Faith: Chorus from Euripides' Hippolytos (Jon Corelis)
- (Posted 2011-09-11) CPDL #24445:
- Editor: Jon Corelis (submitted 2011-09-11). Score information: Letter, 3 pages, 68 kB Copyright: Personal
- Edition notes:
First published: 2011
Description: A sung chorus from my play EURIPIDES’ HIPPOLYTOS: a modern performance version in verse with music. In this play the choral odes are set to music adapted from the medieval secular repertory; here, the melody is from the song A chantar m'er de so qu'eu no volria by La Comtessa de Dia. My translation of the lyrics from the Greek is necessarily rather free, but is close enough to be recognizable as a translation. This score is for unaccompanied a cappella female voice: the number of singers, division of parts, and possible accompaniment are left to be decided by performers at production. In this sound file, synth female la-la voice is used to simulate the vocal. The sound file on this Choralwiki site gives only the first two choruses; for a complete sound file, please see the External Links sections below. The entire play is also available at the link given in that section.. The lyrics are below.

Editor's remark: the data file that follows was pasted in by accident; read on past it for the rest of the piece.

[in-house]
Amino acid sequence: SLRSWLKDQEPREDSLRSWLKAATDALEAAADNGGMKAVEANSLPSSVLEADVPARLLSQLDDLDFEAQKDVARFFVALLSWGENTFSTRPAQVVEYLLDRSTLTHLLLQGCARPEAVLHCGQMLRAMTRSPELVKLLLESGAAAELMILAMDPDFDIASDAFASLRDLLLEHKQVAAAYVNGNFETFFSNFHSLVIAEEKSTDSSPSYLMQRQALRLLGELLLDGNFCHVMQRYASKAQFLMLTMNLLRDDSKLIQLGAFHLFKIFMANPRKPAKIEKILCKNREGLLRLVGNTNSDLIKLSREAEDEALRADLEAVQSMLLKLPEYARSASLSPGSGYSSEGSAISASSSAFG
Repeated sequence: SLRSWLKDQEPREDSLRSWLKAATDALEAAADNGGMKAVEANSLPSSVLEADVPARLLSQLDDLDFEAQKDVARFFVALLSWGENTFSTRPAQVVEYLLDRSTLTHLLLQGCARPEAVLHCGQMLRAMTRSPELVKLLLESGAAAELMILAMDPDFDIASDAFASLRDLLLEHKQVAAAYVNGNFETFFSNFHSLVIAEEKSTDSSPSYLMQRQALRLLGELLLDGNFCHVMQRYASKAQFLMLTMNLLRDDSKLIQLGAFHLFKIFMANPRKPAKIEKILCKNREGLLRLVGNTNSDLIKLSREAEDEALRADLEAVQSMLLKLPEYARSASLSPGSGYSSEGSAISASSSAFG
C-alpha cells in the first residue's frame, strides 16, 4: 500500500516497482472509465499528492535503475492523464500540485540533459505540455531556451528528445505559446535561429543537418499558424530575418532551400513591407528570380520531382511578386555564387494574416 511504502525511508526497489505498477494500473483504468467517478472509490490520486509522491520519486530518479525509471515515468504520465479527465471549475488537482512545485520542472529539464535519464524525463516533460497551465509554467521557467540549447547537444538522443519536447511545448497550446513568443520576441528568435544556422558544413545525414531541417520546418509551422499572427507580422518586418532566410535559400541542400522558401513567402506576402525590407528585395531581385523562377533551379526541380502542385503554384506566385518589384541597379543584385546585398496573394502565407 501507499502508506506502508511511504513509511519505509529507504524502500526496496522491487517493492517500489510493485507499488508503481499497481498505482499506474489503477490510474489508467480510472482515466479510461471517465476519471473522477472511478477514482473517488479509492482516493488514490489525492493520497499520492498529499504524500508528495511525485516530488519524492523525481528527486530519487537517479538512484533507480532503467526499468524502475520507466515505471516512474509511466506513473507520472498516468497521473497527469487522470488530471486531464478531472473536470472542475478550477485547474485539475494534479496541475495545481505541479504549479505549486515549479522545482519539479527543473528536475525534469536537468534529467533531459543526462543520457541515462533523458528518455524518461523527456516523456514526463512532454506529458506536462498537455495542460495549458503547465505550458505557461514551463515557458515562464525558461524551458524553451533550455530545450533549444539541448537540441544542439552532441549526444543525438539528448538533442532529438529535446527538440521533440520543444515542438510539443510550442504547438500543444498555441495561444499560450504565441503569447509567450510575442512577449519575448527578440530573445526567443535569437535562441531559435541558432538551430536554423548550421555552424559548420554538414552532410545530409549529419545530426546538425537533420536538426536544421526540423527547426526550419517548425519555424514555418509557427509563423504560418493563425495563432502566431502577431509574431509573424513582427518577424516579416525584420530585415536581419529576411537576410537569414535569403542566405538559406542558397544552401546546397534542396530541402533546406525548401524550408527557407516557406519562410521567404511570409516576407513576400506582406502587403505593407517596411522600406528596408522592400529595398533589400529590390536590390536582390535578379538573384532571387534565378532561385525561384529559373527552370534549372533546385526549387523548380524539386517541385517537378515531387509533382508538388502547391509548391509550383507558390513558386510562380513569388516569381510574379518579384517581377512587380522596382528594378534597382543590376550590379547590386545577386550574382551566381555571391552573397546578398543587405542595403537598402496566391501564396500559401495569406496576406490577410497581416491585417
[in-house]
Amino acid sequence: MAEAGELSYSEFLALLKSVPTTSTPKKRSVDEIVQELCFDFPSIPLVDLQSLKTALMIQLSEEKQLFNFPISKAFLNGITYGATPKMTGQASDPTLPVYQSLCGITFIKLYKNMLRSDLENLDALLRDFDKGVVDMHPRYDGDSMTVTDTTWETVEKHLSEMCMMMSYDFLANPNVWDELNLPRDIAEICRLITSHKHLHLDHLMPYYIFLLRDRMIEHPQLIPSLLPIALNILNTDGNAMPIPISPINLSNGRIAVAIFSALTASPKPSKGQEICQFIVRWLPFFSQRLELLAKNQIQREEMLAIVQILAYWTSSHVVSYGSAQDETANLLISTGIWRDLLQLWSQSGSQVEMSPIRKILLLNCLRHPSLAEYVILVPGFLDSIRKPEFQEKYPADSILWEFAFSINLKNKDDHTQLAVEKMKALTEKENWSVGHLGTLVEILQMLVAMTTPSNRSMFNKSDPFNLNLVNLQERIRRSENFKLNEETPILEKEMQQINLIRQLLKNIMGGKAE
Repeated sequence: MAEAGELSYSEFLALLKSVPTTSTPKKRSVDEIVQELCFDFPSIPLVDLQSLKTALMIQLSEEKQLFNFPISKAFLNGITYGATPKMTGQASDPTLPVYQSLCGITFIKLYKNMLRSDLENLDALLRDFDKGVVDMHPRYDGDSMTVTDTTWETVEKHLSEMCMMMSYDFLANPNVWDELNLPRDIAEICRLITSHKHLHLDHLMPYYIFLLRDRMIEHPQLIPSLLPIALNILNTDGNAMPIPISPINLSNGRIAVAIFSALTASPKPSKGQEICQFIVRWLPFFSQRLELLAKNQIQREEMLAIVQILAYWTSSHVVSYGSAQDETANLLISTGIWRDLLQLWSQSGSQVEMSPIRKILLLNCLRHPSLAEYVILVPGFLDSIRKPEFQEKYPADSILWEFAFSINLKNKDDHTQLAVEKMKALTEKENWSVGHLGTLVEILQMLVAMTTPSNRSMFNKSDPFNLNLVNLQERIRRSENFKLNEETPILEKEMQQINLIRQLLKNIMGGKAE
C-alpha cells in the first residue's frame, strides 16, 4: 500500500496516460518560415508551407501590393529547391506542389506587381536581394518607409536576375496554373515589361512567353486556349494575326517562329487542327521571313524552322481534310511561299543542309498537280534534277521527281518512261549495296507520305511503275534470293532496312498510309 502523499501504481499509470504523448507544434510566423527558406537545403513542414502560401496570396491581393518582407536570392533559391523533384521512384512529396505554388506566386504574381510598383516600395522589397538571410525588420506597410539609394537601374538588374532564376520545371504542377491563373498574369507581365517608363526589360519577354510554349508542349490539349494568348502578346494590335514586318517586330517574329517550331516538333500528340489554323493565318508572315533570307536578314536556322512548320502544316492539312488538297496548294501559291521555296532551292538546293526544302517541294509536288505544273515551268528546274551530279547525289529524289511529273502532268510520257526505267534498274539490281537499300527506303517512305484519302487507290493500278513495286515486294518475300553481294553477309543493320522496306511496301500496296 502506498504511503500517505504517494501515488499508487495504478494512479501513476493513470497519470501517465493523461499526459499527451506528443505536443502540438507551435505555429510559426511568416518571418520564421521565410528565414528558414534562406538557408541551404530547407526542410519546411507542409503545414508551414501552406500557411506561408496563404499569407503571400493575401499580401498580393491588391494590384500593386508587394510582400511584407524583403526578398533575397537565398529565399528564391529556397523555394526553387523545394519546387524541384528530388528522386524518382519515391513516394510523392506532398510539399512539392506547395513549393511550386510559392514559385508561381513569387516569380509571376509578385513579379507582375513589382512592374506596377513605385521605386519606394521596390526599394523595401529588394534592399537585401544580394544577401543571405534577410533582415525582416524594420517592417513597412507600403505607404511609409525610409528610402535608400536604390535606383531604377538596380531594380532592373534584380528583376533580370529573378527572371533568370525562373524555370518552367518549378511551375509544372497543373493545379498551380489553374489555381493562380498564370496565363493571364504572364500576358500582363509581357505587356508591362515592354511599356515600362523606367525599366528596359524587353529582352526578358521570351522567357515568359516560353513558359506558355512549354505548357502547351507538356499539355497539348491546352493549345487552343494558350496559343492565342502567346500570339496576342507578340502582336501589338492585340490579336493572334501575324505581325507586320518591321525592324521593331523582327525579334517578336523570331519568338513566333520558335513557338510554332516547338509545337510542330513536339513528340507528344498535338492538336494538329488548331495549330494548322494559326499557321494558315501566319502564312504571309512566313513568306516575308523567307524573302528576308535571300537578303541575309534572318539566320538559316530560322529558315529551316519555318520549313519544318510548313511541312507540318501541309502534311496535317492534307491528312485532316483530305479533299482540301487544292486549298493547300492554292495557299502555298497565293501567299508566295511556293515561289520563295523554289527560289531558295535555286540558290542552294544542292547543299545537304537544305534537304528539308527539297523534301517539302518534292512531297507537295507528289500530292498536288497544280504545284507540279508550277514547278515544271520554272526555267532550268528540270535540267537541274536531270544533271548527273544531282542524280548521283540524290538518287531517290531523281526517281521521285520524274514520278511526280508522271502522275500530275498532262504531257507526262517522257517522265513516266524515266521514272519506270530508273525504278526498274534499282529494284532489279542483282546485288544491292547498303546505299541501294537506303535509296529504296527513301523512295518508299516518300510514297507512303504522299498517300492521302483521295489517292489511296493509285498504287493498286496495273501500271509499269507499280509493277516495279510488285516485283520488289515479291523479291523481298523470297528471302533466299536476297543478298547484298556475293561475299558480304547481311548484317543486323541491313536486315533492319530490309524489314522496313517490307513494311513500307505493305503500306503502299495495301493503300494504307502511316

Original text and translations
Without my faith in heaven I could not live,
without believing there are gods who care,
who from their far untroubled home still give
some meaning to this pain that everywhere
rules over this uncaring chaos, life;
through all its random wounds the gods must weave
some pattern we may see if we believe.
I will not beg the gods for wealth or fame,
but for a heart unstained by bitterness;
to live unthreatened by the praise or blame
which both lead mighty houses to distress,
to bring to each day’s dawning such a mind
as will enable me to live that day,
and let tomorrow bring what grief it may.
Yet how may I keep faith now I have seen
the noblest house of Hellas brought so low?
O mountain meadow cloaked in leafy green,
O Virgin Lady of the Silver Bow
and coastal course-way where you are enshrined,
your most devoted lover will no more
rejoice in beauties of your woods and shore.
No more his chariot wheels will trace the ground
along the endless ocean’s fringe of sand;
no more, no more the songful lyre will sound
within his father’s hall by his skilled hand,
and girls with secret dreams to be the wife
who teaches such a man what love can be,
are weeping for a dream they’ll never see.
O ruined prince, O vanished purity:
how can the gods allow such things to be?